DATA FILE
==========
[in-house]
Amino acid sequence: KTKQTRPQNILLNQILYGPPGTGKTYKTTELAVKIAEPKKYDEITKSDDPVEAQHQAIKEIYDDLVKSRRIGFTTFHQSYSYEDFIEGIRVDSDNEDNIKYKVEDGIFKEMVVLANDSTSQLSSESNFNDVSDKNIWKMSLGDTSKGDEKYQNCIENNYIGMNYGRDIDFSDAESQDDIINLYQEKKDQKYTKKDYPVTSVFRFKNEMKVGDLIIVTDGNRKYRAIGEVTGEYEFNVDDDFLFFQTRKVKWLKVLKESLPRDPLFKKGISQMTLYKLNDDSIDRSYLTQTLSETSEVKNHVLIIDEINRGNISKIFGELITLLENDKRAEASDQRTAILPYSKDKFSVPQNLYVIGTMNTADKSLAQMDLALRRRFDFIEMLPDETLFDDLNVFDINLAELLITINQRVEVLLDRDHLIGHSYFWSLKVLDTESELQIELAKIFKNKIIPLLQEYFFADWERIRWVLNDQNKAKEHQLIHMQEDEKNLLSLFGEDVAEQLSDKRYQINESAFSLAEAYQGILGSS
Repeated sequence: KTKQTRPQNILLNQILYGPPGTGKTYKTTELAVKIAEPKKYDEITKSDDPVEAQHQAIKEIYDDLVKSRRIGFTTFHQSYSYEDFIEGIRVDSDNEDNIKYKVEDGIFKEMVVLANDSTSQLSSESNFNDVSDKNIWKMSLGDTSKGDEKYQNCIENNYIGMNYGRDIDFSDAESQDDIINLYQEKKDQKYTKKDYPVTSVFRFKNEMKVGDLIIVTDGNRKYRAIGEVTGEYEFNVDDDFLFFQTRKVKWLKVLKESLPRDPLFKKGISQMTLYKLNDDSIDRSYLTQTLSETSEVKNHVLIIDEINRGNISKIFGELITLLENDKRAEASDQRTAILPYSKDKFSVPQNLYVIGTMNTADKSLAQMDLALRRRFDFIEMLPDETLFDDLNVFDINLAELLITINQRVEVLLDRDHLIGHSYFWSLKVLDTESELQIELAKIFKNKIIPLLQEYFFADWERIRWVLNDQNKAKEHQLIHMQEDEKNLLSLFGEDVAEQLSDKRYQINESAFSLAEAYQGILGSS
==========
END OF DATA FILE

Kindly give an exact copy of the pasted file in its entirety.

[in-house]
Amino acid sequence: KTKQTRPQNILLNQILYGPPGTGKTYKTTELAVKIAEPKKYDEITKSDDPVEAQHQAIKEIYDDLVKSRRIGFTTFHQSYSYEDFIEGIRVDSDNEDNIKYKVEDGIFKEMVVLANDSTSQLSSESNFNDVSDKNIWKMSLGDTSKGDEKYQNCIENNYIGMNYGRDIDFSDAESQDDIINLYQEKKDQKYTKKDYPVTSVFRFKNEMKVGDLIIVTDGNRKYRAIGEVTGEYEFNVDDDFLFFQTRKVKWLKVLKESLPRDPLFKKGISQMTLYKLNDDSIDRSYLTQTLSETSEVKNHVLIIDEINRGNISKIFGELITLLENDKRAEASDQRTAILPYSKDKFSVPQNLYVIGTMNTADKSLAQMDLALRRRFDFIEMLPDETLFDDLNVFDINLAELLITINQRVEVLLDRDHLIGHSYFWSLKVLDTESELQIELAKIFKNKIIPLLQEYFFADWERIRWVLNDQNKAKEHQLIHMQEDEKNLLSLFGEDVAEQLSDKRYQINESAFSLAEAYQGILGSS
Repeated sequence: KTKQTRPQNILLNQILYGPPGTGKTYKTTELAVKIAEPKKYDEITKSDDPVEAQHQAIKEIYDDLVKSRRIGFTTFHQSYSYEDFIEGIRVDSDNEDNIKYKVEDGIFKEMVVLANDSTSQLSSESNFNDVSDKNIWKMSLGDTSKGDEKYQNCIENNYIGMNYGRDIDFSDAESQDDIINLYQEKKDQKYTKKDYPVTSVFRFKNEMKVGDLIIVTDGNRKYRAIGEVTGEYEFNVDDDFLFFQTRKVKWLKVLKESLPRDPLFKKGISQMTLYKLNDDSIDRSYLTQTLSETSEVKNHVLIIDEINRGNISKIFGELITLLENDKRAEASDQRTAILPYSKDKFSVPQNLYVIGTMNTADKSLAQMDLALRRRFDFIEMLPDETLFDDLNVFDINLAELLITINQRVEVLLDRDHLIGHSYFWSLKVLDTESELQIELAKIFKNKIIPLLQEYFFADWERIRWVLNDQNKAKEHQLIHMQEDEKNLLSLFGEDVAEQLSDKRYQINESAFSLAEAYQGILGSS